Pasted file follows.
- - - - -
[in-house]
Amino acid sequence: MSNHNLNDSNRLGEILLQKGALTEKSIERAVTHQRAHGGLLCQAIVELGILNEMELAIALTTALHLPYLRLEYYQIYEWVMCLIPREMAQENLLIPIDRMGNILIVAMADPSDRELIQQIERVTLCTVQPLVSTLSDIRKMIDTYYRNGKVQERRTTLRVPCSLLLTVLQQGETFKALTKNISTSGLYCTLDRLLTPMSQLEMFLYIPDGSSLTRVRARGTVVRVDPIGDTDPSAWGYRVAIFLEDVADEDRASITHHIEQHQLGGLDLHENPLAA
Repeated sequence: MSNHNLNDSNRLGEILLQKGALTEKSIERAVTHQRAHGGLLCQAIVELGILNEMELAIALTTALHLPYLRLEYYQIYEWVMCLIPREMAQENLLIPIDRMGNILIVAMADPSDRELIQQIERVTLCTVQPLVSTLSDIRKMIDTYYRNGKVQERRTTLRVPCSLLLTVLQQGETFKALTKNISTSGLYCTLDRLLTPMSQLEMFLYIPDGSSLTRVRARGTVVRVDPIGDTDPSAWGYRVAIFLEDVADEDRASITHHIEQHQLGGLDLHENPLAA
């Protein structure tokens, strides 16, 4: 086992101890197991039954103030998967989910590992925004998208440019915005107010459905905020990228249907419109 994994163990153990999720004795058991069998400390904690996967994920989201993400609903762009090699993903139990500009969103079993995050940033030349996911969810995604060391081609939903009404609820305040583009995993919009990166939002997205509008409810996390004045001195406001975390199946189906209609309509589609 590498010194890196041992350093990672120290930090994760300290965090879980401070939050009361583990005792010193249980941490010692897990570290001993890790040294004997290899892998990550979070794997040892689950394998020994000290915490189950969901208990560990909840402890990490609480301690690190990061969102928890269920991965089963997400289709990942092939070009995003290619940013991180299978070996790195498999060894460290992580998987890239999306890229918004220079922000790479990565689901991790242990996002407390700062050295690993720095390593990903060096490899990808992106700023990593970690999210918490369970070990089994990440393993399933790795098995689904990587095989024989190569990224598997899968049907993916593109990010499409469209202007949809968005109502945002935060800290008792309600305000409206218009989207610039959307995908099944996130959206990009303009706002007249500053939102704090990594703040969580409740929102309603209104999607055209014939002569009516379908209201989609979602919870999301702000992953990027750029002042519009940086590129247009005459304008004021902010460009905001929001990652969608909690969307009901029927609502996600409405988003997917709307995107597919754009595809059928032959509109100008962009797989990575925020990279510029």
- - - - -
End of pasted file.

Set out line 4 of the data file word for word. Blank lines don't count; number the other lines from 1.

């Protein structure tokens, strides 16, 4: 086992101890197991039954103030998967989910590992925004998208440019915005107010459905905020990228249907419109 994994163990153990999720004795058991069998400390904690996967994920989201993400609903762009090699993903139990500009969103079993995050940033030349996911969810995604060391081609939903009404609820305040583009995993919009990166939002997205509008409810996390004045001195406001975390199946189906209609309509589609 590498010194890196041992350093990672120290930090994760300290965090879980401070939050009361583990005792010193249980941490010692897990570290001993890790040294004997290899892998990550979070794997040892689950394998020994000290915490189950969901208990560990909840402890990490609480301690690190990061969102928890269920991965089963997400289709990942092939070009995003290619940013991180299978070996790195498999060894460290992580998987890239999306890229918004220079922000790479990565689901991790242990996002407390700062050295690993720095390593990903060096490899990808992106700023990593970690999210918490369970070990089994990440393993399933790795098995689904990587095989024989190569990224598997899968049907993916593109990010499409469209202007949809968005109502945002935060800290008792309600305000409206218009989207610039959307995908099944996130959206990009303009706002007249500053939102704090990594703040969580409740929102309603209104999607055209014939002569009516379908209201989609979602919870999301702000992953990027750029002042519009940086590129247009005459304008004021902010460009905001929001990652969608909690969307009901029927609502996600409405988003997917709307995107597919754009595809059928032959509109100008962009797989990575925020990279510029």